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Early morning sky on September 12, 2021, from Fairbanks, Alaska. I stayed up until 3 am last night waiting for aurora. Unfortunately, it stayed low on the horizon and never became very active. The above photo was taken right before I packed up the cameras and that green glow was not visible to the eye (article: Honesty in Aurora Photography). There was a brighter band on the horizon that was visible, but the trees were in the way for me.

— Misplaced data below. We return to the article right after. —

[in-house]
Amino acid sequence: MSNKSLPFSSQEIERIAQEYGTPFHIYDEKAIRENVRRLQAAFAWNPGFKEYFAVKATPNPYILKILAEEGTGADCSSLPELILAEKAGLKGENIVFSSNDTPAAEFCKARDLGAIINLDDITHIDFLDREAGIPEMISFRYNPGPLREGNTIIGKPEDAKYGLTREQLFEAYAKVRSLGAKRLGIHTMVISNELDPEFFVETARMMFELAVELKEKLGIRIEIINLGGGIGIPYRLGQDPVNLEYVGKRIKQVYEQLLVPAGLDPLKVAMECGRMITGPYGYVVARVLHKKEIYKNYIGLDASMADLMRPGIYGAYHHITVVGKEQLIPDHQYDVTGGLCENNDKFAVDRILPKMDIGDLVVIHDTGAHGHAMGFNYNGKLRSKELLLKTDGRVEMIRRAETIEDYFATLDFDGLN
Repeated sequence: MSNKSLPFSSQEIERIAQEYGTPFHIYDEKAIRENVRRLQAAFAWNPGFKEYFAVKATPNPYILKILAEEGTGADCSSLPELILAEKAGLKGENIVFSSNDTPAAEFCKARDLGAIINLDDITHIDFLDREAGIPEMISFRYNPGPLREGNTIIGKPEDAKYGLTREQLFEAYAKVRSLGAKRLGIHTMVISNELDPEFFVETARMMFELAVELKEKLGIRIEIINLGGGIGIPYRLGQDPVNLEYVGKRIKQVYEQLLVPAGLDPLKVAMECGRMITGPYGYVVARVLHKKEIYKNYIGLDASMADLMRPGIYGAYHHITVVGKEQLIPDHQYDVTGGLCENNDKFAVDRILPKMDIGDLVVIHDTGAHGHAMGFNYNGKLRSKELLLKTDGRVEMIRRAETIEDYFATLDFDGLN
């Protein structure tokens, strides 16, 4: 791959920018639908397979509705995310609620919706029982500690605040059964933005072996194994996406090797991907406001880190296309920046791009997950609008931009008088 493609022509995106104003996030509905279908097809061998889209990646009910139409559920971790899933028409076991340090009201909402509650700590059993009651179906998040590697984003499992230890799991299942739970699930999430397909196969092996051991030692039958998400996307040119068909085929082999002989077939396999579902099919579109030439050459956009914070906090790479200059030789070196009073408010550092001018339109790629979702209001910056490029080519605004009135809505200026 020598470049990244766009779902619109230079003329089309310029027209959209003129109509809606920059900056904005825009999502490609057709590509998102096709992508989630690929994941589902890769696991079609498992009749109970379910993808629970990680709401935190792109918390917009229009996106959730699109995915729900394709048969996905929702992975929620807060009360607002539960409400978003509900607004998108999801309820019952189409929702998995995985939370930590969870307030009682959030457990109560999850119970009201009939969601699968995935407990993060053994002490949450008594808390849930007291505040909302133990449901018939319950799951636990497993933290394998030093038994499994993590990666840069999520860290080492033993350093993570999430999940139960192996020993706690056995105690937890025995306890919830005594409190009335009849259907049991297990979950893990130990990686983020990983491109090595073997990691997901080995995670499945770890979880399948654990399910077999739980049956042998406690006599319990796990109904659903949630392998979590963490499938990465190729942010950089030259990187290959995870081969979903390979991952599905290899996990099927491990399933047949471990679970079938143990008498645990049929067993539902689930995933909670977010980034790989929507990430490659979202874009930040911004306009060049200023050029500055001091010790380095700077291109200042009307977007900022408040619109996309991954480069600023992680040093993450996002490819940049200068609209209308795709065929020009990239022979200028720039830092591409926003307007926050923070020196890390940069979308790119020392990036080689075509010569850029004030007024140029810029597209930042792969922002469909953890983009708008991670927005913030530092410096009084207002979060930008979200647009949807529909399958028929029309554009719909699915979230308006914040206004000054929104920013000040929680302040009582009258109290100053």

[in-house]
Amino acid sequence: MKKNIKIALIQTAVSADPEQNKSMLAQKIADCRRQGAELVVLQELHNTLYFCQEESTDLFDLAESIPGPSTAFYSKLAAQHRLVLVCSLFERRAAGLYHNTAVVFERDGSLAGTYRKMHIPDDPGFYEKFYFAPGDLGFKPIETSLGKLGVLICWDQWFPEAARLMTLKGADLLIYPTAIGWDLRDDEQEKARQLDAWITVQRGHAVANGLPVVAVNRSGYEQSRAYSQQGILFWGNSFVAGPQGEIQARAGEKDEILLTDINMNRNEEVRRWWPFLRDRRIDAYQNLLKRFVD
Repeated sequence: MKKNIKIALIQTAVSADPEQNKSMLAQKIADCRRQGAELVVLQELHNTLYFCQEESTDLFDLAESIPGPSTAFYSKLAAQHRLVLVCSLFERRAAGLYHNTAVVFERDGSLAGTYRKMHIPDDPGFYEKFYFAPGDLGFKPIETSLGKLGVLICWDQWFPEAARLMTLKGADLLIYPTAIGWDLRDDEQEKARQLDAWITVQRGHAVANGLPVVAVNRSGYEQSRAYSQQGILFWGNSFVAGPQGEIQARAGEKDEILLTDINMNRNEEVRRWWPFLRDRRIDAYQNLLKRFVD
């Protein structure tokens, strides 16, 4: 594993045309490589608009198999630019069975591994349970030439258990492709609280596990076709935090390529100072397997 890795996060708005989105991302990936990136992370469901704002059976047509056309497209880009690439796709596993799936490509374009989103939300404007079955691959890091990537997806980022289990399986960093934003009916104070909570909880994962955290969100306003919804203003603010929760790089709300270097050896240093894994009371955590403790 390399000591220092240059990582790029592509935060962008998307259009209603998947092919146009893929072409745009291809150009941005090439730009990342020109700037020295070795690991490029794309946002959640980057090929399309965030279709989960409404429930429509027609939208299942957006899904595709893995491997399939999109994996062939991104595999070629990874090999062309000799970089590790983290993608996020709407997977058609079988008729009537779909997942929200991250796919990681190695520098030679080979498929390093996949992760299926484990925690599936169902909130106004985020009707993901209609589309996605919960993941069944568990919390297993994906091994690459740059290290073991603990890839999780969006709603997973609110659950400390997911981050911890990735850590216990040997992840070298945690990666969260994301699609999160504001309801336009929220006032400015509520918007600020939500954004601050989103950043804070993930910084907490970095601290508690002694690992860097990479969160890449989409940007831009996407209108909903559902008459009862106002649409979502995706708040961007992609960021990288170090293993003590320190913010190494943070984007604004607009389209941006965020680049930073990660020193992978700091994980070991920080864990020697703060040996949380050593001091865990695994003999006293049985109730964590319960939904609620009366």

The below photo was taken earlier, and you can see a faint light crisscrossing the Milky Way band. That purplish glow is known as STEVE or the Strong Thermal Emission Velocity Enhancement. It’s a pretty cool phenomenon that often occurs in the presence of auroras but isn’t actually an aurora itself. It is the result of supersonic ions flowing through the ionosphere. STEVE has been observed for a long time, but always was associate with auroras and thought to be a proton arc. It was only in 2018 that it was named and began to be studied as a separate entity. You can read more about it in this article from NASA: Aurora-Chasing Citizen Scientists Help Discover A New Feature of STEVE. STEVE was present from about 12:30-1 am AKDT this morning.